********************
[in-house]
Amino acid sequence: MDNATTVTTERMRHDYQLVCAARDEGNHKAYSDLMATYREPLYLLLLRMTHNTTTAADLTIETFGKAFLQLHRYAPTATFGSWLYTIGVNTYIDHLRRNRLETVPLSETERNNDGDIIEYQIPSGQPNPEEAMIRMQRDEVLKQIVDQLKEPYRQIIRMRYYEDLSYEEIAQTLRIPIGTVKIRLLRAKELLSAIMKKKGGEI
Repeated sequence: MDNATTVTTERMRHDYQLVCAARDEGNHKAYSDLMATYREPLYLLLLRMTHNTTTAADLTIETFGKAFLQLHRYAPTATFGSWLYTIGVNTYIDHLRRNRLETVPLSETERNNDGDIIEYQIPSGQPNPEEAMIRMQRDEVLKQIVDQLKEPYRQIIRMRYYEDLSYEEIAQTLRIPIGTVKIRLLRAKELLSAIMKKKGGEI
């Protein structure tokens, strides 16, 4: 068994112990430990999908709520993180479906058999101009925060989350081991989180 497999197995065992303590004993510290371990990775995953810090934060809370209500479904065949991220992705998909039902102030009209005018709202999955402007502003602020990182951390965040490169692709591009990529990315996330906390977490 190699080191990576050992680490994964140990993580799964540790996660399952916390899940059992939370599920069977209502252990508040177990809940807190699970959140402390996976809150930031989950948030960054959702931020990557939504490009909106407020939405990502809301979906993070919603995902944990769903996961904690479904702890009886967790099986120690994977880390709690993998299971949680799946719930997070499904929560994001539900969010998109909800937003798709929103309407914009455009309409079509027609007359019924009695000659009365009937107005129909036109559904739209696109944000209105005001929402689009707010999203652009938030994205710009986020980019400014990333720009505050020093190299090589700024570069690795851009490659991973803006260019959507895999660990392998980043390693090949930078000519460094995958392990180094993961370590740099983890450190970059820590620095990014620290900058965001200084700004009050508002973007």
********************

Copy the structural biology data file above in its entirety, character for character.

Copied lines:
[in-house]
Amino acid sequence: MDNATTVTTERMRHDYQLVCAARDEGNHKAYSDLMATYREPLYLLLLRMTHNTTTAADLTIETFGKAFLQLHRYAPTATFGSWLYTIGVNTYIDHLRRNRLETVPLSETERNNDGDIIEYQIPSGQPNPEEAMIRMQRDEVLKQIVDQLKEPYRQIIRMRYYEDLSYEEIAQTLRIPIGTVKIRLLRAKELLSAIMKKKGGEI
Repeated sequence: MDNATTVTTERMRHDYQLVCAARDEGNHKAYSDLMATYREPLYLLLLRMTHNTTTAADLTIETFGKAFLQLHRYAPTATFGSWLYTIGVNTYIDHLRRNRLETVPLSETERNNDGDIIEYQIPSGQPNPEEAMIRMQRDEVLKQIVDQLKEPYRQIIRMRYYEDLSYEEIAQTLRIPIGTVKIRLLRAKELLSAIMKKKGGEI
């Protein structure tokens, strides 16, 4: 068994112990430990999908709520993180479906058999101009925060989350081991989180 497999197995065992303590004993510290371990990775995953810090934060809370209500479904065949991220992705998909039902102030009209005018709202999955402007502003602020990182951390965040490169692709591009990529990315996330906390977490 190699080191990576050992680490994964140990993580799964540790996660399952916390899940059992939370599920069977209502252990508040177990809940807190699970959140402390996976809150930031989950948030960054959702931020990557939504490009909106407020939405990502809301979906993070919603995902944990769903996961904690479904702890009886967790099986120690994977880390709690993998299971949680799946719930997070499904929560994001539900969010998109909800937003798709929103309407914009455009309409079509027609007359019924009695000659009365009937107005129909036109559904739209696109944000209105005001929402689009707010999203652009938030994205710009986020980019400014990333720009505050020093190299090589700024570069690795851009490659991973803006260019959507895999660990392998980043390693090949930078000519460094995958392990180094993961370590740099983890450190970059820590620095990014620290900058965001200084700004009050508002973007």